Can regional centres still be considered affordable?
The COVID-19 pandemic has resulted in hundreds of thousands of Australians swapping their major-city life for regional a...
A mining region – which was popular with investors and commanded rents of over $3,000 a week and asking prices in excess of $1.5 million – has continued to decline, according to one commentator, who likens the crash to “bloodshed”.
Speaking about Port Hedland, a mining town in the Pilbara region exposed to iron ore and gas, SQM Research managing director Louis Christopher said property investors in the region had recently experienced some value losses, but the worst may be over.
“Essentially, asking prices for houses have fallen from $1,500,000 down to $900,000. That’s a 40 per cent plummet,” he said.
“Naturally, that has been an appalling result for existing property investors.
“The rental situation has also been just as bad. Rents for houses briefly peaked at $3,200 a week. They are now down to $1,550 a week.”
Mr Christopher said despite the negative news, “vacancy rates in Port Hedland appear to have finally stabilised at six per cent.”
According to SQM, listings have also fallen in recent months.
Mr Christopher said there has been “bloodshed” in Port Hedland, but conceded that the worst might be over.
An investor with two properties in South Hedland, Ashley Hodge, told Smart Property Investment that while the town was declining, he’s still made impressive returns on the back of mining town investments.
Even though the value of his properties have declined since they peaked a few years ago, they remain dramatically above his original purchase price.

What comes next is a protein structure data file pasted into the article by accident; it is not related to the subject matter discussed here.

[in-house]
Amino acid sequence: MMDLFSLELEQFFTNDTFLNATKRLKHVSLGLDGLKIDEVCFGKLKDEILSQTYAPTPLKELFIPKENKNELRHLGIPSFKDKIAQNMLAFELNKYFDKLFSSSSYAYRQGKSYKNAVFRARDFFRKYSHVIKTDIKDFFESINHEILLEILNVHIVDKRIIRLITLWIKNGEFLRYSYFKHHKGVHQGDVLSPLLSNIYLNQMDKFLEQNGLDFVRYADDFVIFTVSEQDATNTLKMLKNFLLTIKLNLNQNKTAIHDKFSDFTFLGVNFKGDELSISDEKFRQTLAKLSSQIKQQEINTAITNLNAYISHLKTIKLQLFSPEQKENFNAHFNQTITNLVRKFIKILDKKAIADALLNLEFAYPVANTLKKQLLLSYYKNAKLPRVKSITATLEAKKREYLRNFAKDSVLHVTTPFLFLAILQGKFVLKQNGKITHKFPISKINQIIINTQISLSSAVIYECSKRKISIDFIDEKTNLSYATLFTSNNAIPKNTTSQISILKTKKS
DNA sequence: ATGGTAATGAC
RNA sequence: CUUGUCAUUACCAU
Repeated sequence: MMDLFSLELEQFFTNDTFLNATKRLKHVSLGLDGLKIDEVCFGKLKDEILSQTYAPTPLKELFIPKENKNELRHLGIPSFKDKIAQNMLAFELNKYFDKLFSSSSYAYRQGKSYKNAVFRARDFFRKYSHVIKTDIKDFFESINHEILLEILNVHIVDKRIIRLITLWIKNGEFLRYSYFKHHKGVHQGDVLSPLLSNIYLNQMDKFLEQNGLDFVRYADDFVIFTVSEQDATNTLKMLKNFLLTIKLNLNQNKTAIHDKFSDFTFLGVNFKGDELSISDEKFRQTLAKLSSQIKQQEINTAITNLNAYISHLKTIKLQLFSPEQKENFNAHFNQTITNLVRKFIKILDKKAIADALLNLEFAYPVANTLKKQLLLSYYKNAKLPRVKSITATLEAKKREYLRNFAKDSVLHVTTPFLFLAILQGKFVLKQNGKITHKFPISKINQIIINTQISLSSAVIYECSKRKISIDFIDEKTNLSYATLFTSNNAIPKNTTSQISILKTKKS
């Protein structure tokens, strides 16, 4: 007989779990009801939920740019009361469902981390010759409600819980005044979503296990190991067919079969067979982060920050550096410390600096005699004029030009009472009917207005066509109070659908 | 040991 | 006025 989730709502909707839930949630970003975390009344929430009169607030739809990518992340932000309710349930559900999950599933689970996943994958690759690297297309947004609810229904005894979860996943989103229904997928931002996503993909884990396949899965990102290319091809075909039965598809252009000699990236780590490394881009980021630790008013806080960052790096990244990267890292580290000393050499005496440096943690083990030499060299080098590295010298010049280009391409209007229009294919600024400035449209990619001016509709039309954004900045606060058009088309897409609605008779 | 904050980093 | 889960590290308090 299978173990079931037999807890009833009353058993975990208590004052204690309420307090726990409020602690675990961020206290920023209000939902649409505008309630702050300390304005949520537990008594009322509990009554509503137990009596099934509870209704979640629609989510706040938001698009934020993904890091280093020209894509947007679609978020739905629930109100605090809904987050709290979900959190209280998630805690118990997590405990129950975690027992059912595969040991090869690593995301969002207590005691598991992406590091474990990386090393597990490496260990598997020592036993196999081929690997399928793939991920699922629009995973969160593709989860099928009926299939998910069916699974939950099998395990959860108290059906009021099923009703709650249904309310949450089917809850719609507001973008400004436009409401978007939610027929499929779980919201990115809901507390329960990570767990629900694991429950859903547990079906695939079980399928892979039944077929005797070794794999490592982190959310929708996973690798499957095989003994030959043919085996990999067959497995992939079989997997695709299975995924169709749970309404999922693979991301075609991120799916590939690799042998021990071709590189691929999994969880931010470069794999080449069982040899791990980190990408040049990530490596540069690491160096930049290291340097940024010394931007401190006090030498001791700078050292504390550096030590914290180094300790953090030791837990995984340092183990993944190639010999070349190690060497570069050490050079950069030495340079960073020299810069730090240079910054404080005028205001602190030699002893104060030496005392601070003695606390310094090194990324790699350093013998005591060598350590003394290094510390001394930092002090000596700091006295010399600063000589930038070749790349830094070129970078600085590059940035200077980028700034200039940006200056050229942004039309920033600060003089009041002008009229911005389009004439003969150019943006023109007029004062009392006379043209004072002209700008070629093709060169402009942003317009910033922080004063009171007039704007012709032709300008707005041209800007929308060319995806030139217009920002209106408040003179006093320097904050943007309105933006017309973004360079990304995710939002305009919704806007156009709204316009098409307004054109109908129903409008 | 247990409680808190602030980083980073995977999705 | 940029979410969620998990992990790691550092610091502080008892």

One of Mr Hodge’s investment properties which was once attracting rent of $2,200 per week, now brings in $1,400, but he said he’s not overly concerned about the losses.
“The properties are still positively geared, even though rents have come down,” he told Smart Property Investment.
“We knew when we bought it that it would never keep going the way it was going but we were happy to invest at those prices.”
He said it’s necessary to take a long-term view, which includes handing on through the peaks and troughs.
“It’s always been up and down in towns like that. We’re going to ride out any dips in price.”
Mr Hodge said Port Hedland and surrounding regions could bounce back if investment returns to the area.
“If BHP announce another harbour, I think the town will pick up again. I don’t think prices will go the way they were but they’ll pick up again and go fairly steady for at least the next five years.”
To read more about Ashley’s investment experiences in Australia’s mining towns, turn to page 40 of the November edition of Smart Property Investment (on news-stands until tomorrow). Click here to subscribe to the magazine.